I’m looking at the RNG from K&R2 2.7 Type Conversions:

```
unsigned long int next = 1;
/* rand: return pseudo-random integer on 0..32767 */
int rand(void)
{
next = next * 1103515245 + 12345;
return (unsigned int)(next / 65536) % 32768;
}
/* srand: set seed for rand() */
void srand(unsigned int seed)
{
next = seed;
}
```

Why is `next`

divided by 65536 before it is type cast to `unsigned int`

?

My first instinct was it had something to with `int`

being 16-bit or `RAND_MAX`

being 32767 at the time, but I still get the same results (https://oeis.org/A061364) on my current machine, with `int`

at 32-bit and `RAND_MAX`

at 2147483647.

And apologies if I’m missing something obvious and apologies to those who think K&R2 is outdated – the example still appears in the C standard, C17 7.22.2.2 The srand function, so I’m assuming my question is still valid nowadays.

### >Solution :

Dividing *before* the cast is necessary when `int`

is (or *can be*) 16-bit, and not when `int`

is 32-bit.

The whole sequence of dividing by 65536 and taking the remainder by 32768 is a somewhat obfuscated way to extract bits 16 to (exclusive) 31 of `next`

. Casting to a 16-bit type as the first step immediately discards the bits that we want, so that’s out. Casting to a 32-bit type doesn’t do any harm, the bits that we want are still there, doing the division as the second step works in that case.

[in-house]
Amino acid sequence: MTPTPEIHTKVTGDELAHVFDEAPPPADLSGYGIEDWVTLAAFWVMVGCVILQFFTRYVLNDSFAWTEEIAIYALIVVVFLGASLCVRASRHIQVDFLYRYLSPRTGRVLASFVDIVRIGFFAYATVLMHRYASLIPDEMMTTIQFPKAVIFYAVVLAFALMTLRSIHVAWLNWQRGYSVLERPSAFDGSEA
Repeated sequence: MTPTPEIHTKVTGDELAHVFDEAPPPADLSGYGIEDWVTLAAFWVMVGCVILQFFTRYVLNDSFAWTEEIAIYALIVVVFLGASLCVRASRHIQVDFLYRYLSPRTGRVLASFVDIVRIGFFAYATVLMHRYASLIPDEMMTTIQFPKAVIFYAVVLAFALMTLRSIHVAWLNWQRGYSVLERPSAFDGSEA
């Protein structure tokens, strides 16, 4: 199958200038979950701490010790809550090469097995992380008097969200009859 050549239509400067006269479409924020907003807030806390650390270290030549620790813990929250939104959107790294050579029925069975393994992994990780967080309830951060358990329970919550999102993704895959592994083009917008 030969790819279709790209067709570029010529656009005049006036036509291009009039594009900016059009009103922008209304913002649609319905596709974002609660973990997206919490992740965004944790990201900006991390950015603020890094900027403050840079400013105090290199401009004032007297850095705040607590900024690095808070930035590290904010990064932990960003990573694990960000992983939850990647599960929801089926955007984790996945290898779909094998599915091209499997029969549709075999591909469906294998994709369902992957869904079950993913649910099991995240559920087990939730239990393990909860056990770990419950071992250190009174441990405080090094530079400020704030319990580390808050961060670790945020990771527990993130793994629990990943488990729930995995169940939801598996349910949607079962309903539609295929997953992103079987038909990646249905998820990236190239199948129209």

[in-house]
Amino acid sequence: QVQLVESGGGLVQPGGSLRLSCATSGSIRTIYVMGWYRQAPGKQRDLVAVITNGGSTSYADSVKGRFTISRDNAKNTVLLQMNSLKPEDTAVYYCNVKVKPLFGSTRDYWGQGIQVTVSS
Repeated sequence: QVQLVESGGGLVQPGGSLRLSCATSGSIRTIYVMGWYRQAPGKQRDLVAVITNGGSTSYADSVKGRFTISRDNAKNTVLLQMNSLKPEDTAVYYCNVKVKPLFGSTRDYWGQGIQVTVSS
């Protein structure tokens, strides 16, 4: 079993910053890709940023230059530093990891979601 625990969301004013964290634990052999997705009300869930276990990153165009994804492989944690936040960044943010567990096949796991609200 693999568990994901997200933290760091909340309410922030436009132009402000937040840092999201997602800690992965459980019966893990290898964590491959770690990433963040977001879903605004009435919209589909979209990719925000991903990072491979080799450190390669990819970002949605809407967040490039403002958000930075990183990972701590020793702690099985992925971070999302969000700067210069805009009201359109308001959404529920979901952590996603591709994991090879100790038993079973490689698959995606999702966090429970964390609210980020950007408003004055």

If there was no division (or right shift) at all, neither before nor after the cast, then the result would be a worse PRNG: effectively that would change it from a "31-bit PRNG with 15-bit output" into a 15-bit PRNG (since the update formula has the property that information only flows "up" through the number, the higher bits never affect the lower bits, any truncation of it can be seen as a PRNG with fewer bits of state, and could be rewritten as such). As is typically for a linear congruential generator, the higher bits are "better", the lower bits have very small periods (the least significant bit is not random at all, it just alternates).